Word History

Getting Up to Speed on (the History of) 'Speed'

"Godspeed," dear readers.

What to Know

Speed derives from the Old English spēd, which referred to prosperity, good fortune, and success. This sense of speed lives on in Godspeed, which comes from the Middle English phrase God spede you (meaning "God prosper you") and is now used to wish someone a prosperous journey.

moving quickly on a track

We're making great time

When one thinks of speed, words like rapidness, quickness, swiftness, promptness, or other similarly suffixed -ness ideas likely come to mind, with the outcome (it is hoped) one of success. The Old English spēd (the ancestor of speed) coincidentally denoted that result: it referred to prosperity, good fortune, and success itself—but not always with haste. Here are a few flashes from the past:

I pray thee, send me good speed this day, and show kindness unto my master….
Genesis 24:12 (Authorized Version)

Now Hercules be thy speed, young man!
—William Shakespeare, As You Like It, 1599

In a word, I am assured of my speede. Such faire attempts led by a brave resolve, are evermore seconded by Fortune.
— George Chapman, Widdowes Teares, 1612

Before we bring you up to a cruising speed, we should assuage the curiosity of our wordie readers: the words speed and succeed only have the initial s and the ending -eed in common; they are etymologically unrelated.

Many Uses of 'Speed'

The run of the "successful" contributions of speed to the English language have by now sped to an end. Thus, we have labeled them "archaic." They were popular for centuries, however, especially in Scottish English. 18th-century Scot Robert Burns, for example, mentions the phrase "God send you speed" in his poem "Epistle to a Young Friend," which was dedicated to his eldest son.

Today's ubiquitous "gear," "motive," and "photography" senses of the word (e.g., "10-speed bicycle," "speed limit," "shutter speed," etc.) also have antecedents in Old English. Additionally, there are the common superlative applications in reference to high gear, as in "full speed," "top speed," "high speed," and "lightning speed." Then, there is the phrase "up to speed," on whose use we would like to brief you.

Phrases Related to 'Speed'

"Up to speed" begins gathering momentum during the 19th century to describe something—be it human, animal, or machine—that has the power to operate at full effectiveness or potential. The expression later picks up an extended meaning in reference to the act of giving someone all the information they need in order to be effective or the result of being so informed, or briefed—for example, "The chief was brought up to speed on the case."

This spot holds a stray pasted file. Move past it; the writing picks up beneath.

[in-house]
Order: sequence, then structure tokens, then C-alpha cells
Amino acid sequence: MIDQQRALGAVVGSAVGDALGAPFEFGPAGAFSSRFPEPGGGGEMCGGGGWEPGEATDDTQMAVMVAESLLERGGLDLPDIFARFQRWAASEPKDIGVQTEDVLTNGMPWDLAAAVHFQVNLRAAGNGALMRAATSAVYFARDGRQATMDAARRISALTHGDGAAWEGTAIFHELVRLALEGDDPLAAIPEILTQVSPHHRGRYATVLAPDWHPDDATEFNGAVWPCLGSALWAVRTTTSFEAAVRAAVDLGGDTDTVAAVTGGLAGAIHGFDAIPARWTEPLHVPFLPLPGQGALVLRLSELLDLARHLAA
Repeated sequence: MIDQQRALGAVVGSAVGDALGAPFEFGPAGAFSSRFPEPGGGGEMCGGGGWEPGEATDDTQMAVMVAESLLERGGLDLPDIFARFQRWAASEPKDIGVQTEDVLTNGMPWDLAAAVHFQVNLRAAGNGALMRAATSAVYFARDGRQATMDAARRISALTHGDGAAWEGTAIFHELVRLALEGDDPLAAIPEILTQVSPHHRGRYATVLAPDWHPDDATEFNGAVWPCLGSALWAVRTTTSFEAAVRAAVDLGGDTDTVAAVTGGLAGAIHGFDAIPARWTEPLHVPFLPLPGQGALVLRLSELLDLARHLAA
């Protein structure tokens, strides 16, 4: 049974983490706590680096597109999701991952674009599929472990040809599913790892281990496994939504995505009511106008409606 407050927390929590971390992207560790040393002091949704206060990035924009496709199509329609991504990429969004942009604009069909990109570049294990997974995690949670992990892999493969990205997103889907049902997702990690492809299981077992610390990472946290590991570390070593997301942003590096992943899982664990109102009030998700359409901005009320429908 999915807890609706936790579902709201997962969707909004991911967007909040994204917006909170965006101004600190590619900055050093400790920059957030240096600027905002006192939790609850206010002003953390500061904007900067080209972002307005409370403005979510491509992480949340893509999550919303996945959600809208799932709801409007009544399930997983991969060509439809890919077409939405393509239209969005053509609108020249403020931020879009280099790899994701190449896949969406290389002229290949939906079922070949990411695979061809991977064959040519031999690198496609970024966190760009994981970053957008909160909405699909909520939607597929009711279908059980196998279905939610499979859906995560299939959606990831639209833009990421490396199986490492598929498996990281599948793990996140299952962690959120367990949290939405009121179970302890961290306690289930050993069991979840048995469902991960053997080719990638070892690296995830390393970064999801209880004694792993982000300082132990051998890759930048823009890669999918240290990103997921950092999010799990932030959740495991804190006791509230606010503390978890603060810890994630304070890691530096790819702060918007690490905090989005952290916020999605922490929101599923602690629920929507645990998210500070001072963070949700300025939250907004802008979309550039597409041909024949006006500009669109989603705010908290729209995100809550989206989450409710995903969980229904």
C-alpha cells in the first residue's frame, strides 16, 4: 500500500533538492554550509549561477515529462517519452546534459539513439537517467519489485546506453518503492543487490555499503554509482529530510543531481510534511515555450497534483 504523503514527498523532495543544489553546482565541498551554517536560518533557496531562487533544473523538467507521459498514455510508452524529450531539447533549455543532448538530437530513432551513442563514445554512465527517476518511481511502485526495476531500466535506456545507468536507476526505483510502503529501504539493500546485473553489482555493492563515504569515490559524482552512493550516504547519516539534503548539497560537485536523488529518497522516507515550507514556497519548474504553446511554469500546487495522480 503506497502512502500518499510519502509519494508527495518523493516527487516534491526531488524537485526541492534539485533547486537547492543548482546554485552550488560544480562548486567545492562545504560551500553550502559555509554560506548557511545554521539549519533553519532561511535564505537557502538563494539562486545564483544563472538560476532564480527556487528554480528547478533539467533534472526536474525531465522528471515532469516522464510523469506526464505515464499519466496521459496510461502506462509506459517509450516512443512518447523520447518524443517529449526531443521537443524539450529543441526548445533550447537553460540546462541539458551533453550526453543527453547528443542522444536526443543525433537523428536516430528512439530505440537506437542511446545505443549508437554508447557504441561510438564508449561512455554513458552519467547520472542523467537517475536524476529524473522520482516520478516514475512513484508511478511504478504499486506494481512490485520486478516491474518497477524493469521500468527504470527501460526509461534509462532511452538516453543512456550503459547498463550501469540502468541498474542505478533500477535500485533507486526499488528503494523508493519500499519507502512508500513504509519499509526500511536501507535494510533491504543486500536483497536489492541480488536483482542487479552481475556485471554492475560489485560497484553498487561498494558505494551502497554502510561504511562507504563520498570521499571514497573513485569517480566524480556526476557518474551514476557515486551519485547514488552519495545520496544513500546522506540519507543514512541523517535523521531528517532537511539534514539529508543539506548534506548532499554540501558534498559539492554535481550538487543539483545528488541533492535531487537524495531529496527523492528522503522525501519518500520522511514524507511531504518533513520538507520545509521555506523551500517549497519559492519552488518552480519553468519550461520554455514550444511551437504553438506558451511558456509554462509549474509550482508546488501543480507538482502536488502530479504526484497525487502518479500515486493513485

The corresponding verb (which semantically evolved with the noun) started its run in Old English in the form spēdan with meanings referring to succeeding, prospering, getting along, or faring well in an undertaking. Charles Dickens gives us an example of its use in A Tale of Two Cities, penning "I should like to know how you speed." Earlier, in his 1819 historical romance Ivanhoe, Sir Walter Scott writes: "Rowena waved a graceful adieu to him of the Fetterlock—the Saxon bade God speed him, and on they moved through a wide glade of the forest." Scott's quote assumedly brings to mind Godspeed. And, yes, speed meaning "success" survives in that compound, which is used to wish a person a prosperous journey or success.

Godspeed is derivative of the Middle English phrase God spede you—that is, "God prosper you" or "God grant you success." It was originally used to wish success to someone, like saying "May you prosper"; however, these days it's more often used to express hopes for a safe trip. It is a formal and old-fashioned word, but it is fun to say as a send-off when there is a sense of risk to the endeavor.

We hope this article was just your speed. Or, if you're taking things easy, rather your cup of tea.



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